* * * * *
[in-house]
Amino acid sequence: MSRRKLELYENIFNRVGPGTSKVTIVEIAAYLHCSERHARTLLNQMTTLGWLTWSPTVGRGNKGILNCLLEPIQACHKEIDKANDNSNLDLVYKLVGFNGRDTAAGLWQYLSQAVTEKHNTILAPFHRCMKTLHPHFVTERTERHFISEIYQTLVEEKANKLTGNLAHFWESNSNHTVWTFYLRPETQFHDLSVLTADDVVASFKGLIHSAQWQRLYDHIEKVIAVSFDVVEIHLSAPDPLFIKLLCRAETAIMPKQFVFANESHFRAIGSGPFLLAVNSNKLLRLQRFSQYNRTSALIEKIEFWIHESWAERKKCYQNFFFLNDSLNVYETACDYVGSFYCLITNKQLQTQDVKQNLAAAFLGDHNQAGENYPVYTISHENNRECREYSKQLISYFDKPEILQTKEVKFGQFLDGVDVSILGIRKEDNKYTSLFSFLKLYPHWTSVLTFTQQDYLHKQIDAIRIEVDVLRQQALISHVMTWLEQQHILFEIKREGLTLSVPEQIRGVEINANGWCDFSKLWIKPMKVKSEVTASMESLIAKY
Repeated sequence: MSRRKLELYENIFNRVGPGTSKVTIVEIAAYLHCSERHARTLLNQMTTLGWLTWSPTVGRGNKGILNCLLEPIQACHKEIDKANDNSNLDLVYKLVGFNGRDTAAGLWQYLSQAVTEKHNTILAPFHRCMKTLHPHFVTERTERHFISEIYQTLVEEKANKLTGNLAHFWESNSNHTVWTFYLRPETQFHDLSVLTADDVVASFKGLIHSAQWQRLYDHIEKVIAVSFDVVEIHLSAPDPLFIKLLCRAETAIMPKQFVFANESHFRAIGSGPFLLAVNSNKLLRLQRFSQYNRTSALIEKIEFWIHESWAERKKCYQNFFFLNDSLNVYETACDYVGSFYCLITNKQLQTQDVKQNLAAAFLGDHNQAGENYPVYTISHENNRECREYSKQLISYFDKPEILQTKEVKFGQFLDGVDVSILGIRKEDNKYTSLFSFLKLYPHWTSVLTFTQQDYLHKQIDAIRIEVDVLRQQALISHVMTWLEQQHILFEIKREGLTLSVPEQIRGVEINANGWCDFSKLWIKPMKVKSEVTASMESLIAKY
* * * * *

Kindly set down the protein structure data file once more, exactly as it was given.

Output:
[in-house]
Amino acid sequence: MSRRKLELYENIFNRVGPGTSKVTIVEIAAYLHCSERHARTLLNQMTTLGWLTWSPTVGRGNKGILNCLLEPIQACHKEIDKANDNSNLDLVYKLVGFNGRDTAAGLWQYLSQAVTEKHNTILAPFHRCMKTLHPHFVTERTERHFISEIYQTLVEEKANKLTGNLAHFWESNSNHTVWTFYLRPETQFHDLSVLTADDVVASFKGLIHSAQWQRLYDHIEKVIAVSFDVVEIHLSAPDPLFIKLLCRAETAIMPKQFVFANESHFRAIGSGPFLLAVNSNKLLRLQRFSQYNRTSALIEKIEFWIHESWAERKKCYQNFFFLNDSLNVYETACDYVGSFYCLITNKQLQTQDVKQNLAAAFLGDHNQAGENYPVYTISHENNRECREYSKQLISYFDKPEILQTKEVKFGQFLDGVDVSILGIRKEDNKYTSLFSFLKLYPHWTSVLTFTQQDYLHKQIDAIRIEVDVLRQQALISHVMTWLEQQHILFEIKREGLTLSVPEQIRGVEINANGWCDFSKLWIKPMKVKSEVTASMESLIAKY
Repeated sequence: MSRRKLELYENIFNRVGPGTSKVTIVEIAAYLHCSERHARTLLNQMTTLGWLTWSPTVGRGNKGILNCLLEPIQACHKEIDKANDNSNLDLVYKLVGFNGRDTAAGLWQYLSQAVTEKHNTILAPFHRCMKTLHPHFVTERTERHFISEIYQTLVEEKANKLTGNLAHFWESNSNHTVWTFYLRPETQFHDLSVLTADDVVASFKGLIHSAQWQRLYDHIEKVIAVSFDVVEIHLSAPDPLFIKLLCRAETAIMPKQFVFANESHFRAIGSGPFLLAVNSNKLLRLQRFSQYNRTSALIEKIEFWIHESWAERKKCYQNFFFLNDSLNVYETACDYVGSFYCLITNKQLQTQDVKQNLAAAFLGDHNQAGENYPVYTISHENNRECREYSKQLISYFDKPEILQTKEVKFGQFLDGVDVSILGIRKEDNKYTSLFSFLKLYPHWTSVLTFTQQDYLHKQIDAIRIEVDVLRQQALISHVMTWLEQQHILFEIKREGLTLSVPEQIRGVEINANGWCDFSKLWIKPMKVKSEVTASMESLIAKY